Distributed Computing Environment (DCE)
Advanced Operating Systems (8320)
What is DCE?
The DCE is a software that supplies a framework and
toolkit for developing client/server applications. The
framework includes a Remote Procedure Call (RPC)
mechanism, a naming (directory) service, a time
service, an authentication service, an authorization
service and a Distributed File System.
DCE runs on all major computing platforms and is
designed to support distributed applications in
heterogeneous hardware and software environments.
DCE is a key technology in three of today's most
important areas of computing: security, the World Wide
Web, and distributed objects.
Largest management unit in DCE is cell.
The highest privileges within a cell are assigned to a role called cell
Major components of DCE within every cell are:
• The security server that is responsible for authentication
• The Cell Directory Server (CDS) that is the repository of resources and Access Control
• The Distributed Time Server that provides an accurate clock for proper functioning of the
The DCE infrastructure supports the
construction and integration of client/server
applications while attempting to hide the
inherent complexity of the distributed
processing from the user [Schill 93].
The OSF DCE is intended to form a
comprehensive software platform on which
distributed applications can be built, executed,
Fundamental distributed services provide tools for software developers to create the
end-user services needed for distributed computing. They include
• Remote Procedure Call, which provides portability, network independence, and secure distributed
• Directory services, which provides a single naming model to allow programmers and maintainers to
identify and access distributed resources more easily.
• Time service, which provides a mechanism to monitor and track clocks in a distributed environment and
accurate time stamps to reduce the load on system administrator.
• Security service, which provides the network with authentication, authorization, and user account
management services to maintain the integrity, privacy, and authenticity of the distributed system.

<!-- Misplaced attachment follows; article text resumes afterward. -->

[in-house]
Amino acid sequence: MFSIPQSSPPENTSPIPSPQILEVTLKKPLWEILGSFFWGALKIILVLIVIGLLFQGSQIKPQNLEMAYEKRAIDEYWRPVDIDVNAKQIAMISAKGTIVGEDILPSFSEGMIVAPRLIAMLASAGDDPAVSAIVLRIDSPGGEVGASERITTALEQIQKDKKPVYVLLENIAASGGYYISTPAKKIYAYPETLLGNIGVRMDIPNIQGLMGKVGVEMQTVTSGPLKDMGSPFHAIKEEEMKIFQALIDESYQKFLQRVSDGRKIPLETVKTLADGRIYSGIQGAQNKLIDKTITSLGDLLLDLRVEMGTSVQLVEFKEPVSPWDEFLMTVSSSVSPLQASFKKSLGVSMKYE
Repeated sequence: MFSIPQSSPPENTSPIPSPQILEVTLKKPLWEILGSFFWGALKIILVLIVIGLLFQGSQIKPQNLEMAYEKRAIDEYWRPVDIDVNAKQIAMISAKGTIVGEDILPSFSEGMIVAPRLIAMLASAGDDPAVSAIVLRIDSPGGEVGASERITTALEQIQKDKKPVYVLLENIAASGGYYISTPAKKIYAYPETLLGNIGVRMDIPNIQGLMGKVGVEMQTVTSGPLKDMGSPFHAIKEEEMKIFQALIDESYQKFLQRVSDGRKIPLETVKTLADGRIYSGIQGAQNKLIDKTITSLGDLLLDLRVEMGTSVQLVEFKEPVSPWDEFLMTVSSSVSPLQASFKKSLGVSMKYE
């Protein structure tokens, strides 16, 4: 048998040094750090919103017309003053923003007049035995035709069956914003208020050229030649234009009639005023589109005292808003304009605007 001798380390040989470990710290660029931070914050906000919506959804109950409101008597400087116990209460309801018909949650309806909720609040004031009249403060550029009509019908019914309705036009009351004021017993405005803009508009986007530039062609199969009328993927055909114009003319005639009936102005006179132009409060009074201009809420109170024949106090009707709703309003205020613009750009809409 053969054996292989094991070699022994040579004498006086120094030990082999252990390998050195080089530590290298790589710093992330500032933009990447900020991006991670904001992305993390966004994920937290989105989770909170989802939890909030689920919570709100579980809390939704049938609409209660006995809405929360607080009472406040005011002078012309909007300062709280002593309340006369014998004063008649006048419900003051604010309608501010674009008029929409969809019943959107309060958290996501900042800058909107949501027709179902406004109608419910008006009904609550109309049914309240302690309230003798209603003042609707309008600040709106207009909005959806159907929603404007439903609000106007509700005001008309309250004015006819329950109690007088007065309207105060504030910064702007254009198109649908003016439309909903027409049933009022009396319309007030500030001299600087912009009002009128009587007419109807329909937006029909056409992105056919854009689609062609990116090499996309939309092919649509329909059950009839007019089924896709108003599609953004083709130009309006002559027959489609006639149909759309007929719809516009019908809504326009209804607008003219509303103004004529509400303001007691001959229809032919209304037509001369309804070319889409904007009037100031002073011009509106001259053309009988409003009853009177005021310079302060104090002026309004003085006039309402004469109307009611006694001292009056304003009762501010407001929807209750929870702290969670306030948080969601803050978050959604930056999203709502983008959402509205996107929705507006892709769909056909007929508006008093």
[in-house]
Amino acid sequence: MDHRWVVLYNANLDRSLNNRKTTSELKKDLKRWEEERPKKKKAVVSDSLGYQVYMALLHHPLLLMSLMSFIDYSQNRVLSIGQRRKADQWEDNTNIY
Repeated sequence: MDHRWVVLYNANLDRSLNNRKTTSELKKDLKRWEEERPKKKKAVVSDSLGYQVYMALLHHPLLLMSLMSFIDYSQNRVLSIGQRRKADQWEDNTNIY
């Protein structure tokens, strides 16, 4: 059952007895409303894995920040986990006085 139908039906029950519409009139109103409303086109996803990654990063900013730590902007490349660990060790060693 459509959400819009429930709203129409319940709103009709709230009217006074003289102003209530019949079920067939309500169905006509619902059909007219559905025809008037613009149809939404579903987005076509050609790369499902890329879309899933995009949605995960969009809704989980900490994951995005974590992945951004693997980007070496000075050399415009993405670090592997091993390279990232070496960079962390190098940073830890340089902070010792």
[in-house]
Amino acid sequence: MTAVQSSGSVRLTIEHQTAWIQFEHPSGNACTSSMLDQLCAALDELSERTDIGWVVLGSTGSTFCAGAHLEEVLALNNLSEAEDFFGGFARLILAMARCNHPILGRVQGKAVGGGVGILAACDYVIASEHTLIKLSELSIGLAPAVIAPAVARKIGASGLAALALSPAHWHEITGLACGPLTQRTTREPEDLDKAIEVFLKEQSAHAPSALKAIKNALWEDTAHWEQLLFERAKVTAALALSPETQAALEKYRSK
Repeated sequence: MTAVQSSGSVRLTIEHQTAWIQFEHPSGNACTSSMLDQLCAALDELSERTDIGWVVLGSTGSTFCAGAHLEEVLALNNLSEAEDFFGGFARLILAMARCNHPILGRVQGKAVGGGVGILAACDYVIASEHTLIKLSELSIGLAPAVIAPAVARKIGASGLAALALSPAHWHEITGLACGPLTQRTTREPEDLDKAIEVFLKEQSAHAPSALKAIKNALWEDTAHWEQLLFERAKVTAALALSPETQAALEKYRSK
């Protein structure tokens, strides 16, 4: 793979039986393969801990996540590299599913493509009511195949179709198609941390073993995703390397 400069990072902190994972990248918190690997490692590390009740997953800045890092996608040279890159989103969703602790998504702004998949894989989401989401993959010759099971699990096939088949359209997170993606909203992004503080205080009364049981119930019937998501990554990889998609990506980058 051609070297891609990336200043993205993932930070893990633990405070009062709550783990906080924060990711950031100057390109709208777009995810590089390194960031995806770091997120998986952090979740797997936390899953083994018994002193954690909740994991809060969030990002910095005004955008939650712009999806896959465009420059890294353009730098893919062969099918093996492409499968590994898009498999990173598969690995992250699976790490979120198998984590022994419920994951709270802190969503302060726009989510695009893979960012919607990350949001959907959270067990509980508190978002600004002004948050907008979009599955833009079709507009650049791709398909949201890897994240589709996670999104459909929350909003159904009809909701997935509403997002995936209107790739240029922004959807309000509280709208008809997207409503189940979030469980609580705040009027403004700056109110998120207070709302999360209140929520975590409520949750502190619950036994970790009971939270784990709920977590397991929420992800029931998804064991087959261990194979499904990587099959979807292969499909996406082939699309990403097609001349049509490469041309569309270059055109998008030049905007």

• Thread service, which provides a simple, portable, programming model for building concurrent
Data-sharing services provide end users with capabilities built upon the fundamental
distributed services. These services require no programming on the part of the end user
and facilitate better use of information. They include
• Distributed file system, which interoperates with the network file system to provide a high-performance,
scalable, and secure file access system.
• Diskless support, which allows low-cost workstations to use disks on servers, possibly reducing the
need/cost for local disks, and provides performance enhancements to reduce network overhead.
Concurrency control, group management, etc
Distributed File Service
Basic System Services
Time, name, process services, etc
RPC and Group Communication
Processes and Threads
Kernel with transport service
Open Grid Services Architecture
Based upon Web Services (ports that are service endpoints)
Web Services Description Language: XML language used to describe Web Service
Universal Description Discovery and Integration: Mechanism needed to discover Web
APIs that can be accessed over a network, such as the Internet, and executed on a remote
system hosting the requested services.
Interoperability between implementations
Extensibility not standardized
United Devices Grid MP
Web Services Based
Grid MP system consists of a set of servers providing grid services
Grid MP resources run a lightweight Agent
Multi-Tiered (P2P) or Client/Server
• Resource Discovery-Unreliable resources
• Replication-Same job executing on multiple machines
Fine Grained Cycle Sharing
Based on Web Services
Uses Resource Description Framework (RDF): An evolutionary stage of the World
WideWeb in which automated software can store, exchange, and use machine-
readable information distributed throughout the web
Distributed Operating Systems & Algorithms, Randy Chow and Theodore Johnson, Addison Wesley,
Distributed Systems principles and paradigms by Andrew S. Tanenbaum, Maarten van Steen, 2002
Kim, K.H., "APIs for Real-Time Distributed Object Programming", IEEE Computer, June 2000, pp.72-80.
Resource Availability Prediction in Fine-Grained Cycle Sharing, Xiaojuan Ren, Seyong Lee, Rudolf
Eigenmann, Saurabh Bagchi, Systems. HPDC'06, Paris, France. June, 2006
Developing the Distributed-Computing OS, Vaughan-Nichols, S.J.; Computer Volume 35, Issue 9, Sept.
2002 Page(s):19 - 21
Kim, J. Thuraisingham, B. Object and Component-Oriented Real-Time Distributed Computing, 2007.